By Megan Loock
Elm Staff Writer
On Oct. 16, The Washington College Response Team sent an email to the WC community that announced that they had “re-evaluated [their] housing model and determined that [they] can accommodate all students who wish to live on campus during the spring semester.”
This email came as an update to the original decision announced on Oct. 5 via email that they would only be accepting 450 students back to campus for the spring semester.
While some students celebrated this decision, others were still ambivalent to the idea of returning back to campus in the midst of the COVID-19 pandemic.
These reasons varied from, but still focused on the much-needed reunion, or acceptance of a disunion, with their friends.
“I am staying home. If we are online, partying, and seeing people it is still unsafe. Why would I pay to eat their terrible food,” junior Madison Nutter said.
“[I’m] staying home, I don’t trust the plan, and COVID-19 is only going to get worse in the winter,” senior Mahin Zaman said.
“I’m planning to return to campus because I don’t love living with my parents several states away from most of my friends. I am also an RA and I want to help students stay safe and mentally sane in these super weird times,” junior Faith Waaramaa said.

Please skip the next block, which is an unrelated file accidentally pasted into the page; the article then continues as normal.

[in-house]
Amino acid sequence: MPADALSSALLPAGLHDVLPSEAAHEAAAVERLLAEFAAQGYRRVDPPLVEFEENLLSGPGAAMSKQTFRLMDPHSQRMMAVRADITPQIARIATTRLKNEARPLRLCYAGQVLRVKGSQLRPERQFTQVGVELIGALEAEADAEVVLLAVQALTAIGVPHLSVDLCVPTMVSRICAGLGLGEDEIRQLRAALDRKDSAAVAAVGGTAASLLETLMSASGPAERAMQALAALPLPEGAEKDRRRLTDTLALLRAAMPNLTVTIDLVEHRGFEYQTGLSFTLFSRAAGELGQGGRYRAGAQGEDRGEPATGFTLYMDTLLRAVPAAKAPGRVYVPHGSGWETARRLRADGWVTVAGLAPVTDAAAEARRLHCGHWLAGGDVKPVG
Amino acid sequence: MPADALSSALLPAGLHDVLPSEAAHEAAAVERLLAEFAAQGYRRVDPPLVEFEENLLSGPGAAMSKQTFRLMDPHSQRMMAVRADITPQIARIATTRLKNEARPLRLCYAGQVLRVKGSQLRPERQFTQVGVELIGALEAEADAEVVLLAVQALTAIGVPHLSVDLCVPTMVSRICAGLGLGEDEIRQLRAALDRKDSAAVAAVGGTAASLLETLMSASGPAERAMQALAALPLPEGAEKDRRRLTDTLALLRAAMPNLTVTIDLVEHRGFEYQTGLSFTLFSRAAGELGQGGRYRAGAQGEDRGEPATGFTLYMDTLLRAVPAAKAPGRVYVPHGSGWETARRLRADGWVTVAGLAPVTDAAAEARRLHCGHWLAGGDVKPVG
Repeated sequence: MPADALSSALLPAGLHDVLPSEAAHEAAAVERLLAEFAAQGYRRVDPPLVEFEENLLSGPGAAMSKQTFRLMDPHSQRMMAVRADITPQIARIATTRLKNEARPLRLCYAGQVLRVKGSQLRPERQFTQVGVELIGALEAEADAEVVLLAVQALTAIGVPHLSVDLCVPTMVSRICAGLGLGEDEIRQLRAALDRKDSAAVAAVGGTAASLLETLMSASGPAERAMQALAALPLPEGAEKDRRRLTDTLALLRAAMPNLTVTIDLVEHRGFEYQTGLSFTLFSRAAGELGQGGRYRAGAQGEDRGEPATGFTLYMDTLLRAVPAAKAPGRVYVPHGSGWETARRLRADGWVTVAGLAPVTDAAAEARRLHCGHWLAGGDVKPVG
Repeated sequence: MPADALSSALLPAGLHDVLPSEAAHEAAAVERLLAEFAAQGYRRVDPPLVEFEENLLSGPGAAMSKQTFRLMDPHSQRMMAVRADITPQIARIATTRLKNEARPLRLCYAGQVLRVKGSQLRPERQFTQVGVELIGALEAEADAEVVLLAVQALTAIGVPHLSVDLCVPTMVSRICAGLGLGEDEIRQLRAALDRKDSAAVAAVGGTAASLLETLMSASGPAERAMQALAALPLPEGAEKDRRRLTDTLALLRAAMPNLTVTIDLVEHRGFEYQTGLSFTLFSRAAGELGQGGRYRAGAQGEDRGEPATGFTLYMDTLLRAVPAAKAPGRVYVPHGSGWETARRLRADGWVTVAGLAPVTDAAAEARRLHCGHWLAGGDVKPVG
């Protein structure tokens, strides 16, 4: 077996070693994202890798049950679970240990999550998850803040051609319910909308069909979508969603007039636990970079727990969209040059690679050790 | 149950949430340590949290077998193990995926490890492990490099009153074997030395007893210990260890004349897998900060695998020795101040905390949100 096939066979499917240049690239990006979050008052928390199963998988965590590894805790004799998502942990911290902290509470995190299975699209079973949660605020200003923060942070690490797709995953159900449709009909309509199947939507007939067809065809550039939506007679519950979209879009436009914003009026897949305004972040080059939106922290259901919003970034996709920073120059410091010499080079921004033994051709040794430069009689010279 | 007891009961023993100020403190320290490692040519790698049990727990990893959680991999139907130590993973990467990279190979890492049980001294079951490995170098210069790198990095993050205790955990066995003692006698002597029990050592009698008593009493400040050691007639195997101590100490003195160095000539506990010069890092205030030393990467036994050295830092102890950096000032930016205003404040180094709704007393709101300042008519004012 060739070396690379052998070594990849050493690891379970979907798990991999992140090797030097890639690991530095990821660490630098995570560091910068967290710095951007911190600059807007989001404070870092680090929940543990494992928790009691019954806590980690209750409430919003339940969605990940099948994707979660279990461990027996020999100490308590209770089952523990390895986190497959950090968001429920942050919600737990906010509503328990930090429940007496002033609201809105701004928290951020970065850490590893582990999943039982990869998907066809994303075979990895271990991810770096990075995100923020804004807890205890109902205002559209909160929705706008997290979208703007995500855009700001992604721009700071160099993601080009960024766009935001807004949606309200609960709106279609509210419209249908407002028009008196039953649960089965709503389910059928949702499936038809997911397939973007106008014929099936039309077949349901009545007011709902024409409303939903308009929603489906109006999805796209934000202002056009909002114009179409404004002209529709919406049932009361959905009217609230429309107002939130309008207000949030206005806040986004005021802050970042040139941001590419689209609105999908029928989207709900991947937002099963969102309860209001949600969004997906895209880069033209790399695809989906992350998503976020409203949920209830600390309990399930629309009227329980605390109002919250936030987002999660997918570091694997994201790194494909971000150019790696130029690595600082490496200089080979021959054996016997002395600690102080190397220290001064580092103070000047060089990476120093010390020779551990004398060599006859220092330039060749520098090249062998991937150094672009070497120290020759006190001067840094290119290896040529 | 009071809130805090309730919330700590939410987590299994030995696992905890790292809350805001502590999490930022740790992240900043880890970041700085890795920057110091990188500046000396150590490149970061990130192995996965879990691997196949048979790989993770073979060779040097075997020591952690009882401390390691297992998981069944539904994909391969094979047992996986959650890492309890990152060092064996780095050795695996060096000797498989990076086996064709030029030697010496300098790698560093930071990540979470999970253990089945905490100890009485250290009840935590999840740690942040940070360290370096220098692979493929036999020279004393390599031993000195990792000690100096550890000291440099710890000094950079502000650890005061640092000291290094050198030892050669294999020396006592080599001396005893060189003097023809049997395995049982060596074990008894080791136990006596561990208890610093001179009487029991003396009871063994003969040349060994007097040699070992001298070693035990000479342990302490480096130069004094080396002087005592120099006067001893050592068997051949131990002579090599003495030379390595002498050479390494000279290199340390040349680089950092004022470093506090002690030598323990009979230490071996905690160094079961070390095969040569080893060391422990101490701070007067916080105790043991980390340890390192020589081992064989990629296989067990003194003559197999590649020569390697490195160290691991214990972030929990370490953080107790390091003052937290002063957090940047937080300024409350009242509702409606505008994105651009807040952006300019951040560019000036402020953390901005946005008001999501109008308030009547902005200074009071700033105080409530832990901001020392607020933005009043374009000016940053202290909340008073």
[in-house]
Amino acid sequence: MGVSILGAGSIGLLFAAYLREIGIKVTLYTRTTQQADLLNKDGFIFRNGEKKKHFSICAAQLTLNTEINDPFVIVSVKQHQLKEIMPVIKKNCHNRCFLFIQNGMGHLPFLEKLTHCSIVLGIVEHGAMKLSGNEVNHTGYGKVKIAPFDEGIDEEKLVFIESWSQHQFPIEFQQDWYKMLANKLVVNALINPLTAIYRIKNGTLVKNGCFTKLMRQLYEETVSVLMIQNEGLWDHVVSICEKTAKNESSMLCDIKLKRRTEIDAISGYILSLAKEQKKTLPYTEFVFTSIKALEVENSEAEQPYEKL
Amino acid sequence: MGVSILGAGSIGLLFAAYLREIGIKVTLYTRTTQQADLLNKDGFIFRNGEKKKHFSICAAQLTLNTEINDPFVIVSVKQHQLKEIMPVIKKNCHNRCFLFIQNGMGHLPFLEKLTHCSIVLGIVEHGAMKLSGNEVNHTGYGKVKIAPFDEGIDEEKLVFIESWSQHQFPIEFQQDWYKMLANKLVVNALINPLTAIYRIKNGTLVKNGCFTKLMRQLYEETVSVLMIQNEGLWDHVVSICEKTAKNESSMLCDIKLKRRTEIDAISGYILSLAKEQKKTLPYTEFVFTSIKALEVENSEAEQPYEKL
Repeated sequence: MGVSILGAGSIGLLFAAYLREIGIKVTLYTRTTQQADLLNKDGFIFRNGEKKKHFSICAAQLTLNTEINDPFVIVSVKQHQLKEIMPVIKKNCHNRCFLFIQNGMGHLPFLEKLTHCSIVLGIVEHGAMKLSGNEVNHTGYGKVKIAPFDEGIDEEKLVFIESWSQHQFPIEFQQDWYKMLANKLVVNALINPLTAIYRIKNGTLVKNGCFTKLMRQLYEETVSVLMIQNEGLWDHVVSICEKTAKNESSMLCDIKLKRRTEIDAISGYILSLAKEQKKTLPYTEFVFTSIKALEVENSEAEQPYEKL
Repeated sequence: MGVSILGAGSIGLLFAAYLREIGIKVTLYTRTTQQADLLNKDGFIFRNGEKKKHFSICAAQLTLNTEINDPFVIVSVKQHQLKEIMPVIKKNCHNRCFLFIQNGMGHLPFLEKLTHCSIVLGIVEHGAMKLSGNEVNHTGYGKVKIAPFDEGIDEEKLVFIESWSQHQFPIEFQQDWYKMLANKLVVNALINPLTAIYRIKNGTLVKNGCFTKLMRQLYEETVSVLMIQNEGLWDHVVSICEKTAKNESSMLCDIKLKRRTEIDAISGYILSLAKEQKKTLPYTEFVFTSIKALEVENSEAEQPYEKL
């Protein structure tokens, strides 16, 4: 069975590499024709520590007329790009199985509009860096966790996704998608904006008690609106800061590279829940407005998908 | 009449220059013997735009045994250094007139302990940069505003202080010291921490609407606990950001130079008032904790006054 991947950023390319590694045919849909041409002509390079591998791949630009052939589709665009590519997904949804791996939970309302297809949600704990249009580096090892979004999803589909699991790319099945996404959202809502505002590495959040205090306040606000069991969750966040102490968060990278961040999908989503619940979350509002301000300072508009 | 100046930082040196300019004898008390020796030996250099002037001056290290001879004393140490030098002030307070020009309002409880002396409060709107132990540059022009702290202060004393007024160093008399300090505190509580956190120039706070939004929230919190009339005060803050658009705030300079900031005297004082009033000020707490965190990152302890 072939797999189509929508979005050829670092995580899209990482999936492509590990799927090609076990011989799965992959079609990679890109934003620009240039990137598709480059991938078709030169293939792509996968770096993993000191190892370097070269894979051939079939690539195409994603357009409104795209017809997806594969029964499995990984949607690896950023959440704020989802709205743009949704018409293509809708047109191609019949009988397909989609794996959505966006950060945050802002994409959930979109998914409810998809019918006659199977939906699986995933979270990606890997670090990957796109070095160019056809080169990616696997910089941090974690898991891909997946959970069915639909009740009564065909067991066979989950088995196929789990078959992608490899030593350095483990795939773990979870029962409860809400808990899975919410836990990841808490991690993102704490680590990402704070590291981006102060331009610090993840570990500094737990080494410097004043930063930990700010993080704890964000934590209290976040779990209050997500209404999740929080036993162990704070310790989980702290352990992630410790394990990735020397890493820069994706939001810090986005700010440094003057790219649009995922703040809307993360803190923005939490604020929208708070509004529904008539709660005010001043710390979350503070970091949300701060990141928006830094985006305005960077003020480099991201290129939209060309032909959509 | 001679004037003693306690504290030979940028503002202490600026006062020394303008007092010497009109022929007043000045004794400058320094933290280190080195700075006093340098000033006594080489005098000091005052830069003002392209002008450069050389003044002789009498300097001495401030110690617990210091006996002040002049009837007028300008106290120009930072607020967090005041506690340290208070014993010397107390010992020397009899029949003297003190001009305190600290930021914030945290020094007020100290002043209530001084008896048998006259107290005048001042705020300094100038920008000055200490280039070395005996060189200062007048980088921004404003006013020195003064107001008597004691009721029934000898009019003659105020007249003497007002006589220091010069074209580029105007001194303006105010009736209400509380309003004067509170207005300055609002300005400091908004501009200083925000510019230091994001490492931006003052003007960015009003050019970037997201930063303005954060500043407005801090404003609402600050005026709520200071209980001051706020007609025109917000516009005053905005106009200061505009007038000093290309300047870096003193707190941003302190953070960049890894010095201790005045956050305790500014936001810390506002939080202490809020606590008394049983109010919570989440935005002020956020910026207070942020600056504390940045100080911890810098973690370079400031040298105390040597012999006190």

“I am staying home. I do not think it’s worth it if we are going to be online. I also have a job at home so that way I can go to school and continue working to pay off the car I just bought,” sophomore Erica Eckholm said.
“I am returning to campus next semester. Home life is tough with four people all on the same DSL wifi connection, so it’s definitely going to be nice to have a private space of my own with reliable wifi. I’ve also just missed seeing my friends in person. Even if we are six feet apart, it’ll be so much nicer than a computer screen,” senior Will Hewitt said.
“I am returning to campus. It is hard for me to focus at home. But I am also sad that I don’t get to see my friends, and I am alone in the house all the time so it will be a nice change,” junior Julia Clifton said.
Regardless of the unanimous social themes, the decision granted students more autonomy to decide and judge their preferred academic environment. Their responses to COVID-19, regardless of their attitude, are shown to be deeply rooted within the strong sense of community at WC.
Featured Photo caption: With COVID-19 still an issue, students have to make a difficult decision. Should they stay stuck at home? Or risk returning to campus? Photo by Izze Rios.